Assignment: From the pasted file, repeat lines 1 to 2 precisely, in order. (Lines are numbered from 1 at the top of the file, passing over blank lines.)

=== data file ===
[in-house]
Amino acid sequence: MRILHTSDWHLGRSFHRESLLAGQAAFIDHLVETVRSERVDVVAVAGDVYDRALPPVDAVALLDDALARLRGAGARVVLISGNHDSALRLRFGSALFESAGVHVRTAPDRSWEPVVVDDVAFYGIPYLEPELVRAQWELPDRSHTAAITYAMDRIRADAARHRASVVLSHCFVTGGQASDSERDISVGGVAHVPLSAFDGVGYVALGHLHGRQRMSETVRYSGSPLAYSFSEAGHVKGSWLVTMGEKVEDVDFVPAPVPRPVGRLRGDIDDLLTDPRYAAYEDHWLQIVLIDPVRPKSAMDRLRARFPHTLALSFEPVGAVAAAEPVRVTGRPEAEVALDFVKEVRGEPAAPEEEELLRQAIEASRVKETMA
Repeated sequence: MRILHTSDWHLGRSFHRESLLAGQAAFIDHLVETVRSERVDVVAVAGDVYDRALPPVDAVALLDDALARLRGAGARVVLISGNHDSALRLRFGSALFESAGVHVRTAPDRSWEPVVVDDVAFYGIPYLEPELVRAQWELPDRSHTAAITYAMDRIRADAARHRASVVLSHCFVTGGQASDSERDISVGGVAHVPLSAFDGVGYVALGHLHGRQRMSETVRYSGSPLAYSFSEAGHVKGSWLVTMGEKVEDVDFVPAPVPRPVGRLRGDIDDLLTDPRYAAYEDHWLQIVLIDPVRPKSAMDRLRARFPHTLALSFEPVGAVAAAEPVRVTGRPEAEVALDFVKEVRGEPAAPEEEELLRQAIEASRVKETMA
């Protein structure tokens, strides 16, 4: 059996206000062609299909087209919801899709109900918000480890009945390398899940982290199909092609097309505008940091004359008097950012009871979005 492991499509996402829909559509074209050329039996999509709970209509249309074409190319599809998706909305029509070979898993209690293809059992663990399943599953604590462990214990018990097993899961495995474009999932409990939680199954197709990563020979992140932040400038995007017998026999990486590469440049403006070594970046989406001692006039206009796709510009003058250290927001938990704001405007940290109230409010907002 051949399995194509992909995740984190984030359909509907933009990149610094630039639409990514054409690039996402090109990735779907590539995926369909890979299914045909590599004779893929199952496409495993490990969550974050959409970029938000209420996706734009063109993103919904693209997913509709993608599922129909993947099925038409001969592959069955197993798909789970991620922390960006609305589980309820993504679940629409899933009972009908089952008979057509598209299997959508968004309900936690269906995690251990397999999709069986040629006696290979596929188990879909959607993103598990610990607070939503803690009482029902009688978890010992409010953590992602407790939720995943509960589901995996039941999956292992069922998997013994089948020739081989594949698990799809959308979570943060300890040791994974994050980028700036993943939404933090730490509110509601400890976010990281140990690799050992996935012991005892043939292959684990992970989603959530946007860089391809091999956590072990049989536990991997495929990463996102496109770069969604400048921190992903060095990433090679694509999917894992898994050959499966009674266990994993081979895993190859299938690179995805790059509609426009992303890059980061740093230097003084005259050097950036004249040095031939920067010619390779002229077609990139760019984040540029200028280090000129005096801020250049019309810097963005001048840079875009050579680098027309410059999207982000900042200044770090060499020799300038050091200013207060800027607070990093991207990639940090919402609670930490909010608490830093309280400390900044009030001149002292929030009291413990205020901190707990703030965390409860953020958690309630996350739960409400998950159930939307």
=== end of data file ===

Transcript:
[in-house]
Amino acid sequence: MRILHTSDWHLGRSFHRESLLAGQAAFIDHLVETVRSERVDVVAVAGDVYDRALPPVDAVALLDDALARLRGAGARVVLISGNHDSALRLRFGSALFESAGVHVRTAPDRSWEPVVVDDVAFYGIPYLEPELVRAQWELPDRSHTAAITYAMDRIRADAARHRASVVLSHCFVTGGQASDSERDISVGGVAHVPLSAFDGVGYVALGHLHGRQRMSETVRYSGSPLAYSFSEAGHVKGSWLVTMGEKVEDVDFVPAPVPRPVGRLRGDIDDLLTDPRYAAYEDHWLQIVLIDPVRPKSAMDRLRARFPHTLALSFEPVGAVAAAEPVRVTGRPEAEVALDFVKEVRGEPAAPEEEELLRQAIEASRVKETMA